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Re: Thread model

From: olafBuddenhagen
Subject: Re: Thread model
Date: Sun, 16 Mar 2008 08:01:22 +0100
User-agent: Mutt/1.5.17+20080114 (2008-01-14)


On Tue, Mar 11, 2008 at 12:10:17PM +0100, Neal H. Walfield wrote:

> > using some kind of continuation mechanism: Have a limited number of
> > threads (ideally one per CPU) handle incoming requests.  Whenever
> > some operation would require blocking for some event (in the case of
> > diskfs, waiting for the underlying store to finish reading/writing),
> > the state is instead saved to some list of outstanding operations,
> > and the thread goes on handling other requests. Only when the event
> > completes, we read the state back and continue handling the original
> > request.
> What you are suggesting is essentially using a user-level thread
> package.  (Compacting a thread's state in the form of a closure is a
> nice optimization, but the model essentially remains the same.)  The
> main advantage to user-level thread package is that the thread memory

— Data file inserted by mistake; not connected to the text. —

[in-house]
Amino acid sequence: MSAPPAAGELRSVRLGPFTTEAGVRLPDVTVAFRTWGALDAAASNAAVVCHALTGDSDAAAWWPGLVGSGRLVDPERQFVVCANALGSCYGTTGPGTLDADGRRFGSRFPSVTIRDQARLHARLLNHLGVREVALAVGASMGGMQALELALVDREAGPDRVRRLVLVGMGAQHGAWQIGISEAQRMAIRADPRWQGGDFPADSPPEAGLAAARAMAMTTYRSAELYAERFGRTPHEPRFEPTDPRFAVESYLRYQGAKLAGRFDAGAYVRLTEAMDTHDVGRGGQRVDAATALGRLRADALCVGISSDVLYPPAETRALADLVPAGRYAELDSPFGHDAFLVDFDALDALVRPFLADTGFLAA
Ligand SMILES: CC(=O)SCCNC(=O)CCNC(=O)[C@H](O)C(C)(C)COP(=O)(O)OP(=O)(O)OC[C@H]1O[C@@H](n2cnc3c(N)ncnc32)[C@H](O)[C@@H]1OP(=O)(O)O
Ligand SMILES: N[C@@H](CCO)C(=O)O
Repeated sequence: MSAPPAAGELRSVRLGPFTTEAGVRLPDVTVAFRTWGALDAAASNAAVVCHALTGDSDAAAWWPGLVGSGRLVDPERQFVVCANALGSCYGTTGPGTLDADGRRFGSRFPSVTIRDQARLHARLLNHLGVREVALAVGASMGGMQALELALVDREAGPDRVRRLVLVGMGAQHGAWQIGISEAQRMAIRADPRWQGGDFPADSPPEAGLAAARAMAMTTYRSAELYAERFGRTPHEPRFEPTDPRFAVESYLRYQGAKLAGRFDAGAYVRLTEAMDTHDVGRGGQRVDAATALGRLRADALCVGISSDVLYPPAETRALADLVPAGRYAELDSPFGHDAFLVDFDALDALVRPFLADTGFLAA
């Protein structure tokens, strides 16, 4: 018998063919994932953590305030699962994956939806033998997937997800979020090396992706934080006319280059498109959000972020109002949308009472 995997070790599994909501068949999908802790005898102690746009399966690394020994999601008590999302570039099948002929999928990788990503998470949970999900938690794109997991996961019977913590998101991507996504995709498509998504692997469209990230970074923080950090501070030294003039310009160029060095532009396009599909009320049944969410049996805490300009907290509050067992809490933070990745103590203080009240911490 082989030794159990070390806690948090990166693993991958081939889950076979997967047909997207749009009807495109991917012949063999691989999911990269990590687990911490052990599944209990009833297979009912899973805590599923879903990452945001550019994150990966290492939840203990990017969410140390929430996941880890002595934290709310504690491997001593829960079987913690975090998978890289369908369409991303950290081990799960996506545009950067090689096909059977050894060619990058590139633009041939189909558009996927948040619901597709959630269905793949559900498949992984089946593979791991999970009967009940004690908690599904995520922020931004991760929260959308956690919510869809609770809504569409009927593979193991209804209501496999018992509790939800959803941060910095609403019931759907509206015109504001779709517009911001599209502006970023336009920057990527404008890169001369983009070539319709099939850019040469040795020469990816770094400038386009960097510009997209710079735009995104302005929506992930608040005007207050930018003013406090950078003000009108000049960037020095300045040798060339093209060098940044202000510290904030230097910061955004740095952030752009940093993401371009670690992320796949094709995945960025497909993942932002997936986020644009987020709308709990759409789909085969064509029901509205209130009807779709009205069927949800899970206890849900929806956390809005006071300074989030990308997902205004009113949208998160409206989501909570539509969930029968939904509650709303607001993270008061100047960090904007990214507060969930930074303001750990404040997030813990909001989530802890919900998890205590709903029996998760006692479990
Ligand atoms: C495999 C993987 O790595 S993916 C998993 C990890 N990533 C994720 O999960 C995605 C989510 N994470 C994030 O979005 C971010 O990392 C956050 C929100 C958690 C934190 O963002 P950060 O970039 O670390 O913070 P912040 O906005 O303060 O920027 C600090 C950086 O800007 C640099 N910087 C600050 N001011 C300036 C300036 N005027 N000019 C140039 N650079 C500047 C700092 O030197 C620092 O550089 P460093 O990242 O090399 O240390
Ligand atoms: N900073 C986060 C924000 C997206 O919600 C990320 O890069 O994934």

> is pagable and is thus less likely to exhaust the sparser kernel
> resources.  In the end, however, it suffers from the same problems as
> the current approach.

I don't agree it's equivalent -- not in any meaningful sense. The fact
that the resources are allocated in the server not the kernel makes a
very big difference. Not only is the memory pagable, as you pointed out,
but also all virtual memory can be used, rather than just the limited
zone memory. Even more importantly, when the memory is exhausted, it
doesn't result in a kernel panic, but only in the server failing -- a
much more pleasent scenario, especially if it's a non-critical server.

As for the closures, they don't make a difference formally, but quite a
huge one quantitatively: It requires several orders of magnitude less
memory. And of course, the programming model is very different -- but
that doesn't matter for the question at hand.

All in all, several million outstanding requests should be possible with
this approach. Of course, it doesn't prevent DOS (accidental or
intentional), but it is enough to avoid resource exhaustion in normal
use. Introducing some per-process/per-user limits could help catching
the worst issues -- not elegant, but useful.

> The approach that I am taking on Viengoos is to expose an interface
> that is atomic and restartable.

This is a very interesting approach. It could very well be a desirable
long-term goal; I'm eager to see how it will work out in practice.

But it's a much more fundamental change. We need to start somewhere.


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